The club doesn't lack options for a rebrand. There are changes that can retain the positive elements from Washington's rich football history, while others represent a clean break.
Below are five potential options for the club to reshape its identity:
Known by the nickname "Red Tails" after painting the tails of their P-47 aircraft red, the Tuskegee Airmen were a group of African American and Caribbean-born fighter and bomber pilots who fought in World War II as the first Black military aviators in the United States Armed Forces.
Both Snyder and head coach Ron Rivera have stated a desire for their team to honor the military, and perhaps the ideal way to do so is by rebranding as the Redtails.
The nickname would also tie into the red-tailed hawk, a bird of prey whose range in North America includes D.C.
In terms of overall brand identity, Washington wouldn't need to change much under the name Redtails. The club's trademark burgundy and gold could remain, as could the popular "HTTR" hashtag and fight song (with some minor modifications to the lyrics), as well as use of these gorgeous feather-adorned 1970s throwback uniforms:
There's a wealth of appealing concepts shared online by designers who suggest other directions the team could take with Redtails as the core of its identity:
With public support from starting quarterback Dwayne Haskins, Redtails should be considered the front-runner if a name change occurs:
The name Redhawks has also garnered some support among fans clamoring for change. If nothing else, it has the single best uniform concept attached to it, via skilled logo designer Brandon Moore:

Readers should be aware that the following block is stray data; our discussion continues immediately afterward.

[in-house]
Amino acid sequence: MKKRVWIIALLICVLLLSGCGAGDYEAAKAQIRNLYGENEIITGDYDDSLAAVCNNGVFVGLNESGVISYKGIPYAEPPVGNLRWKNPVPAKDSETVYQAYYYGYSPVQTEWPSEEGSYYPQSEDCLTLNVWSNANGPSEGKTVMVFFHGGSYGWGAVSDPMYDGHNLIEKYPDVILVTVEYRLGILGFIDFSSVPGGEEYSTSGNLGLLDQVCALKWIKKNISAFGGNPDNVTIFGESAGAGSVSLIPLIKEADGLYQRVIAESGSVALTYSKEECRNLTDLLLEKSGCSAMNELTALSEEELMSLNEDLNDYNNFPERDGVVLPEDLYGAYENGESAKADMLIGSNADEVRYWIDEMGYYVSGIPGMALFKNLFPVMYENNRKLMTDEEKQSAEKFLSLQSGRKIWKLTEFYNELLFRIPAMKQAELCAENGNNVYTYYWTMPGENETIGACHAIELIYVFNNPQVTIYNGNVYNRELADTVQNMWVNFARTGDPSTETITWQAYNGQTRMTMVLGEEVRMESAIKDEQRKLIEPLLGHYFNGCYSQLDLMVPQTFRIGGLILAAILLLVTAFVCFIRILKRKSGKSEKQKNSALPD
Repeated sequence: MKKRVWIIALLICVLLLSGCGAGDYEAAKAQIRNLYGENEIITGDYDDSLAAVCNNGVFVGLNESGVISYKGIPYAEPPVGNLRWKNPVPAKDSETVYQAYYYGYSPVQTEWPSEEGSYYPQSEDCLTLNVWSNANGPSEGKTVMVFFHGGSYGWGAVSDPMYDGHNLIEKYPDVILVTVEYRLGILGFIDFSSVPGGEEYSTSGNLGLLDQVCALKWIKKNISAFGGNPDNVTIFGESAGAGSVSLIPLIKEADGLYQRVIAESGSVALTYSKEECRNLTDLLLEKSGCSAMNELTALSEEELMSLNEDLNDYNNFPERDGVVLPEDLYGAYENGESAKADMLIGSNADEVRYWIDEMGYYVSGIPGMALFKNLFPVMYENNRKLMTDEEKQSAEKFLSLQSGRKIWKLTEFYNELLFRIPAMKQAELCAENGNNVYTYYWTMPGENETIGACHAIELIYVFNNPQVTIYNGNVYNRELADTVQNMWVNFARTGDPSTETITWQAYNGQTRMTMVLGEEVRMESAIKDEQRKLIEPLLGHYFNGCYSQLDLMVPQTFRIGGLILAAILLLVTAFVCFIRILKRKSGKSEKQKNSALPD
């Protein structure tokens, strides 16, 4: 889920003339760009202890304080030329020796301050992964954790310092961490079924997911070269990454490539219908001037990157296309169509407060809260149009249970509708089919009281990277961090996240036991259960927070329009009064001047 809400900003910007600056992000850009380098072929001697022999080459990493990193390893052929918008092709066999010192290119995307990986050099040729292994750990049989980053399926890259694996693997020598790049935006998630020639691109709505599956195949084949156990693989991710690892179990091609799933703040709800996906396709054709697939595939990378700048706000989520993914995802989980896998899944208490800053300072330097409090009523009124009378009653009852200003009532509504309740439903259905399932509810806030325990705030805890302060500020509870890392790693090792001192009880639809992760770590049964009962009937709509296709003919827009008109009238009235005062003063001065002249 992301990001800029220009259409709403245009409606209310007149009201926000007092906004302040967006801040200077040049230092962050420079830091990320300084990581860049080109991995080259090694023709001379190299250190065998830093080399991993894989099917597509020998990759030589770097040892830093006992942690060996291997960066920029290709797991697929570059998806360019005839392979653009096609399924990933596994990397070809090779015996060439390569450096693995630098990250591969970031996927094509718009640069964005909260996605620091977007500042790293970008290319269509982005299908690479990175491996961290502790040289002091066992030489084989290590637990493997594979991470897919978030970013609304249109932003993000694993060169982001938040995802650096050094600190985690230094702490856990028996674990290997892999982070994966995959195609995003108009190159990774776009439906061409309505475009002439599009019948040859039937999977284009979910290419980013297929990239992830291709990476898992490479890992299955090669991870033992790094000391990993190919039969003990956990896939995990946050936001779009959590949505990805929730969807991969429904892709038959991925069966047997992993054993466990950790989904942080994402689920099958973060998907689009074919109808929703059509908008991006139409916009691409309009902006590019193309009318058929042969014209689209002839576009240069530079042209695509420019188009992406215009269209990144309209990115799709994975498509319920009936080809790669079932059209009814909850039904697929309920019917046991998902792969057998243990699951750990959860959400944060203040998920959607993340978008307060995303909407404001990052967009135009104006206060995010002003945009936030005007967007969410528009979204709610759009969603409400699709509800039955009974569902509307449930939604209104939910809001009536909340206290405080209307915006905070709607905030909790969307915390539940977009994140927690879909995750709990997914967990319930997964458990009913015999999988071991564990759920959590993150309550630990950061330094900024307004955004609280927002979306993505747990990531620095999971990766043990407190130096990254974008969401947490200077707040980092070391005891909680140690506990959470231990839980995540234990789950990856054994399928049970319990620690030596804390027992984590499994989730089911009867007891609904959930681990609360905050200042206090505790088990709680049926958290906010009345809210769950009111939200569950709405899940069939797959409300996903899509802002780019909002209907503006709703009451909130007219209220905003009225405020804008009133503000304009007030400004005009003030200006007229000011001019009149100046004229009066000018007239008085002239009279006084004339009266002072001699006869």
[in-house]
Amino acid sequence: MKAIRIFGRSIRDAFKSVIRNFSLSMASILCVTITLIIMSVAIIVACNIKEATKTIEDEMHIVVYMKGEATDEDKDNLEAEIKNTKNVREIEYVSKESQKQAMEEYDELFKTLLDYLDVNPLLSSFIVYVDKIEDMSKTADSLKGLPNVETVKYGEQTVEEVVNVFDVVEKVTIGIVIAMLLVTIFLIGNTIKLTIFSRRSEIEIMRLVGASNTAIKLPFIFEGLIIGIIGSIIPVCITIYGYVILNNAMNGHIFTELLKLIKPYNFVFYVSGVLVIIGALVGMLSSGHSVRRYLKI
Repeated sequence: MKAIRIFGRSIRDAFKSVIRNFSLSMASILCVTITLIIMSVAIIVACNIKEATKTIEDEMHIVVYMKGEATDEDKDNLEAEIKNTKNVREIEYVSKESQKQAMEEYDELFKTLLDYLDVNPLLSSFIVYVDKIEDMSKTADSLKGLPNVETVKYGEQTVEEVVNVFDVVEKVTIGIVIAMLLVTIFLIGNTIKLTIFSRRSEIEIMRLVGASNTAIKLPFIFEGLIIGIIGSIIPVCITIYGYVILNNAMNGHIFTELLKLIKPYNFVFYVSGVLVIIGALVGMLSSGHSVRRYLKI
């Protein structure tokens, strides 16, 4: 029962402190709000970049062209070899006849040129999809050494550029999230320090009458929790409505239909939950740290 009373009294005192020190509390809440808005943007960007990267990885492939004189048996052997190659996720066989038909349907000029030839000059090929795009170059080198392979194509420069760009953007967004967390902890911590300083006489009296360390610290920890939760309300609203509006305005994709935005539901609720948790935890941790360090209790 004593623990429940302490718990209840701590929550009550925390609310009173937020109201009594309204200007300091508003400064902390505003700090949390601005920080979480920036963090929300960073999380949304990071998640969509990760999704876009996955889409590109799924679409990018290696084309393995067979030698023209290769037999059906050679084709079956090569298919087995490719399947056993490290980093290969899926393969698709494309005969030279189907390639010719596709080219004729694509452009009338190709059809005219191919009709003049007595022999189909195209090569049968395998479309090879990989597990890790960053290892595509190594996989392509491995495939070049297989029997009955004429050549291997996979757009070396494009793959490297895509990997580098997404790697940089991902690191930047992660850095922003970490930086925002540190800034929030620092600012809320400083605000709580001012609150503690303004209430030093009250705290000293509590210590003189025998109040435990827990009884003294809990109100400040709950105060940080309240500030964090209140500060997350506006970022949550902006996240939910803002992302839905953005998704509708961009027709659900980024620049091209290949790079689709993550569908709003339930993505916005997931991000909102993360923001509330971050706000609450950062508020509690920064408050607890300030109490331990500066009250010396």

Pigskin is, of course, a common term for a football (though balls have typically been made from cowhide or vulcanized rubber for more than a century). The word also pays homage to Washington's famously dominant "Hogs" offensive line of the Joe Gibbs era and the costumes worn by the group of fans known as the Hogettes.
Though a clean break from anything including the word "skin" is probably advisable, Snyder might prioritize retaining the use of his club's most frequently used short-form nickname when deciding on a new team identity.
Is it possible for Washington to respectfully honor the Native American community with an altered name? The club's statement about considering a change strongly suggests that doing so will be a priority.
The alliterative Warriors would evoke the same ideas as the Kansas City Chiefs' or Atlanta Braves' names do. While those two clubs have also come under some scrutiny - primarily centered on the tomahawk chop chant their nicknames inspired - the prevailing sentiment is that the words "Chiefs" and "Braves" are not themselves problematic.
As the Warriors, Washington could return to its beloved 1960s throwback uniforms, which featured arrows on the helmets and sleeves.
Does a team even need a nickname?
Throughout most of the sporting world, including Europe's major soccer leagues, teams are primarily known by where they play.
Washington could forge ahead by dispensing with a nickname entirely. It's a move that might even appease both sides of the argument by simultaneously serving as a reminder of why the name had to change and an acknowledgement that nothing would suffice as a replacement.